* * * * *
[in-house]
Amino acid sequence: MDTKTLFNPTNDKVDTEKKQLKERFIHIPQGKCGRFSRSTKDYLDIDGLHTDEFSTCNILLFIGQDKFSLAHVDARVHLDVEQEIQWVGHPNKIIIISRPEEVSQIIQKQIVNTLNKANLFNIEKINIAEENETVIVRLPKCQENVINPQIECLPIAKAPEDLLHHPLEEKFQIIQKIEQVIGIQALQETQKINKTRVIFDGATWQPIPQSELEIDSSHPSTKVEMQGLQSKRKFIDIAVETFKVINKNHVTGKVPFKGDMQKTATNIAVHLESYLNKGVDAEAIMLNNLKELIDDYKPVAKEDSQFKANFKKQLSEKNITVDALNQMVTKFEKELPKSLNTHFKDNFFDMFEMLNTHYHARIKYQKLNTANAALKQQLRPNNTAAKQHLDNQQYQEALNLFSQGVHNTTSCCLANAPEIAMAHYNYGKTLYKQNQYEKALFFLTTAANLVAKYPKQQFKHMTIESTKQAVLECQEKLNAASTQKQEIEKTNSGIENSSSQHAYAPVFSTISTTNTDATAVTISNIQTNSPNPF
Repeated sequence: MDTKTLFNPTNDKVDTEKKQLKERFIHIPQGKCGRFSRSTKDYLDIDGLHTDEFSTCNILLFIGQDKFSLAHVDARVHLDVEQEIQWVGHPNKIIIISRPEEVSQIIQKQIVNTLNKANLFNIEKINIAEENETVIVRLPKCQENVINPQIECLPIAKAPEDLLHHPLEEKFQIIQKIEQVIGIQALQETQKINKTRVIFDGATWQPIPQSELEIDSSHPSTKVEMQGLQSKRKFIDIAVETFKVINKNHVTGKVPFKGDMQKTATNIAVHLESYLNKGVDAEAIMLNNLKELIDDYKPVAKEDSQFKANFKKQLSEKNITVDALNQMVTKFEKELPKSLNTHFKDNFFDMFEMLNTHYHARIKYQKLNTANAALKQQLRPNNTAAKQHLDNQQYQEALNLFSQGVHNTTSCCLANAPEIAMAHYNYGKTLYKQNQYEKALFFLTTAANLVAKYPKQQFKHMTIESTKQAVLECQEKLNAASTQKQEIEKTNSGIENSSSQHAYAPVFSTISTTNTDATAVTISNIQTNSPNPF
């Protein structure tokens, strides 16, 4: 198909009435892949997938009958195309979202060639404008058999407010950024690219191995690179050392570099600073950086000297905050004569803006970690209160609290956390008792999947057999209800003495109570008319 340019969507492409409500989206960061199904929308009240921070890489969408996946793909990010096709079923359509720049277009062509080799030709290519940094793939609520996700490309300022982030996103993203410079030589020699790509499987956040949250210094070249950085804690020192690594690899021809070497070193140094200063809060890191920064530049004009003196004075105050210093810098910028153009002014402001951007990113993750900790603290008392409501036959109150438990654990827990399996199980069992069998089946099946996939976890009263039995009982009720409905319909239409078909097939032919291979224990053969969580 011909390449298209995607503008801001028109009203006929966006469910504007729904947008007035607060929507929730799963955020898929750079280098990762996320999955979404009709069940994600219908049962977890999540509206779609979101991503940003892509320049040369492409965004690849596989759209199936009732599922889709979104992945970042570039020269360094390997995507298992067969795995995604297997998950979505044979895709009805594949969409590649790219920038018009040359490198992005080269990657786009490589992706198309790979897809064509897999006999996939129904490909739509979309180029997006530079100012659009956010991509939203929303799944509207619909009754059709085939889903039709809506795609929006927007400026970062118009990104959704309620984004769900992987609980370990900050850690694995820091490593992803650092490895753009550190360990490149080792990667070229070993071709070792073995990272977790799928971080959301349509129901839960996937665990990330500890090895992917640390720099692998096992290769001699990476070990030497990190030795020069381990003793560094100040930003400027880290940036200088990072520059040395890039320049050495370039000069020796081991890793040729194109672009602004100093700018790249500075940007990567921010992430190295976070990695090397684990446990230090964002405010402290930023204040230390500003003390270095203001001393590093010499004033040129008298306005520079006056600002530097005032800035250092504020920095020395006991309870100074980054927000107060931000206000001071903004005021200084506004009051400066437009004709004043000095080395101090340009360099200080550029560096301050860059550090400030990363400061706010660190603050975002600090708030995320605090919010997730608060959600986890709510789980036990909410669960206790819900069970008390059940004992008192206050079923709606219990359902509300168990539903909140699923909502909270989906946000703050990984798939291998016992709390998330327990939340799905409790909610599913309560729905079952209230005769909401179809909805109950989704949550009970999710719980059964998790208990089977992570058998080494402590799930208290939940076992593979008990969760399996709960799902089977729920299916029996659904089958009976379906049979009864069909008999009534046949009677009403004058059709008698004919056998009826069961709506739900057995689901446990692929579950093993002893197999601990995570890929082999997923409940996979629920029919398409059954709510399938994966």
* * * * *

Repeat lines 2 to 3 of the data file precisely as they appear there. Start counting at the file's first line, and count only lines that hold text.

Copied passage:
Amino acid sequence: MDTKTLFNPTNDKVDTEKKQLKERFIHIPQGKCGRFSRSTKDYLDIDGLHTDEFSTCNILLFIGQDKFSLAHVDARVHLDVEQEIQWVGHPNKIIIISRPEEVSQIIQKQIVNTLNKANLFNIEKINIAEENETVIVRLPKCQENVINPQIECLPIAKAPEDLLHHPLEEKFQIIQKIEQVIGIQALQETQKINKTRVIFDGATWQPIPQSELEIDSSHPSTKVEMQGLQSKRKFIDIAVETFKVINKNHVTGKVPFKGDMQKTATNIAVHLESYLNKGVDAEAIMLNNLKELIDDYKPVAKEDSQFKANFKKQLSEKNITVDALNQMVTKFEKELPKSLNTHFKDNFFDMFEMLNTHYHARIKYQKLNTANAALKQQLRPNNTAAKQHLDNQQYQEALNLFSQGVHNTTSCCLANAPEIAMAHYNYGKTLYKQNQYEKALFFLTTAANLVAKYPKQQFKHMTIESTKQAVLECQEKLNAASTQKQEIEKTNSGIENSSSQHAYAPVFSTISTTNTDATAVTISNIQTNSPNPF
Repeated sequence: MDTKTLFNPTNDKVDTEKKQLKERFIHIPQGKCGRFSRSTKDYLDIDGLHTDEFSTCNILLFIGQDKFSLAHVDARVHLDVEQEIQWVGHPNKIIIISRPEEVSQIIQKQIVNTLNKANLFNIEKINIAEENETVIVRLPKCQENVINPQIECLPIAKAPEDLLHHPLEEKFQIIQKIEQVIGIQALQETQKINKTRVIFDGATWQPIPQSELEIDSSHPSTKVEMQGLQSKRKFIDIAVETFKVINKNHVTGKVPFKGDMQKTATNIAVHLESYLNKGVDAEAIMLNNLKELIDDYKPVAKEDSQFKANFKKQLSEKNITVDALNQMVTKFEKELPKSLNTHFKDNFFDMFEMLNTHYHARIKYQKLNTANAALKQQLRPNNTAAKQHLDNQQYQEALNLFSQGVHNTTSCCLANAPEIAMAHYNYGKTLYKQNQYEKALFFLTTAANLVAKYPKQQFKHMTIESTKQAVLECQEKLNAASTQKQEIEKTNSGIENSSSQHAYAPVFSTISTTNTDATAVTISNIQTNSPNPF